“See Naples and die…” a phrase coined by the Bourbons who felt that no one’s life would be complete without visiting this spectacular city. And they are right.
Naples sits proudly in a beautiful bay against the stunning backdrop of the formidable Mount Vesuvius. It is like no other city in the world: the juxtaposition of the splendid architecture and historical treasures with the sometimes dilapidated, chaotic metropolis is both mind-boggling and fascinating. The Neapolitans welcome visitors with open arms – this is the home of the pizza, after all. After a few days dodging Vespas and discovering hidden treasures in this cosmopolitan city, you can easily escape to the idyllic Amalfi Coast or hop on a boat to nearby Ischia.
Eat & Drink
An old fashioned restaurant right in the heart of town. We love the old fashioned dining room with its linen tablecloths and walls lined with polished copper pots and family photos. Classic Neapolitan dishes are served on cheery Solimene plates; favourites include pasta e patate con provola (a pasta dish involving potatoes and a local cheese) but the zuppa di cannellini e cozze (mussels and cannelini beans soup) has to be our favourite. Owner Alfonso Mattozzi can either be charm incarnate, or terribly rude. If you leave a tip, the entire kitchen will normally come out and shout “grazie”!
The atmosphere of a fisherman’s bar hidden down a scruffy narrow street in Chiaia. Dora is all about simple well-cooked fish, excellent primi and a curious selection of local shell fish. Don’t miss spaghetti alle vongole. You won’t be the first to have discovered Da Dora; a testament to the great and good of Hollywood who have dined here in there in the last century hang in framed photos above the pretty pale blue and white tiled walls. Expect a merry vibe, especially from the chef who occasionally will burst out of the kitchen and sing. Booking is essential.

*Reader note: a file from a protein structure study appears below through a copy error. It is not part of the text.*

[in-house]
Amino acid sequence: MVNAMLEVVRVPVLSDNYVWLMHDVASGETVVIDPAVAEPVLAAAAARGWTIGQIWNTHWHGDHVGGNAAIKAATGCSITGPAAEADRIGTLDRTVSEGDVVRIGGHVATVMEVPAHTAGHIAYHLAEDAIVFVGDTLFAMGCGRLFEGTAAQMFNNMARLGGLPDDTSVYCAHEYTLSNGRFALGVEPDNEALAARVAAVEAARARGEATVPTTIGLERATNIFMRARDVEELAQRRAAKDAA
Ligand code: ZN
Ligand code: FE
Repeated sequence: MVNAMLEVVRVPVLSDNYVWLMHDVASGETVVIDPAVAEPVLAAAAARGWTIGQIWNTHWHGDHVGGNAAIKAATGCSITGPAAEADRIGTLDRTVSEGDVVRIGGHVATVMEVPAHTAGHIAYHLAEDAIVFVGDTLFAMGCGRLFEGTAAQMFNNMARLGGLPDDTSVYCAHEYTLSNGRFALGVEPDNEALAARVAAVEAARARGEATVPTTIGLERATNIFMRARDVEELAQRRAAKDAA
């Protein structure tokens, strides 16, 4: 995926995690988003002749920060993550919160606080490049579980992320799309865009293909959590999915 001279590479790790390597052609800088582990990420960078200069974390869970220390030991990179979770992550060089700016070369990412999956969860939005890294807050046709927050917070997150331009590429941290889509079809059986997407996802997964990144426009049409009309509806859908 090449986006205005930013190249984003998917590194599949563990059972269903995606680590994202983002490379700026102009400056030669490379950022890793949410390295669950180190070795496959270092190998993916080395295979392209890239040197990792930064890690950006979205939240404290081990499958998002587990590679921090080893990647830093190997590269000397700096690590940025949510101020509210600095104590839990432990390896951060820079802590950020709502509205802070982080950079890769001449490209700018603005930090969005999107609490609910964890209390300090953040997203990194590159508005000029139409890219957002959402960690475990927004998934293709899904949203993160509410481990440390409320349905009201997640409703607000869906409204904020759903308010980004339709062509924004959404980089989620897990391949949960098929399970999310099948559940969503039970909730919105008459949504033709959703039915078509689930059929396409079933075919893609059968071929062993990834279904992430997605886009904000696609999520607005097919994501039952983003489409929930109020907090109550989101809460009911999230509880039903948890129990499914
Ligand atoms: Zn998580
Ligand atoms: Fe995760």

If you ever meet a Neapolitan outside Naples and mention Mimmi, chances are they may shed a tear or two. Mimmi is what many consider the Holy Grail of Neapolitan cooking. Tucked away near the train station in one of the least beautiful parts of town, we have friends who’ve taken the train from Rome for lunch just for their stuffed peppers and prized baccalà.
Unmissable and almost worth the ridiculously big queues at weekends, Sorbillo sets the benchmark for Pizza Napoletana. When owner Gino Sorbillo refused to pay Mafia pizzo bribes and they burnt the pizzeria down, undaunted, Sorbillo pulled tables and chairs onto the street and opened as normal. He’s a bit of a hero for us. Queuing, you’ll be entertained by Toppino singing from his balcony next door. Under house arrest for a possible murder or two, he makes his money singing at the top of his voice and lowering a basket into the street below for donations.
If you can’t face the queue at Sorbillo, try Trianon da Ciro. Housed in an old theatre, request a table on the ground floor.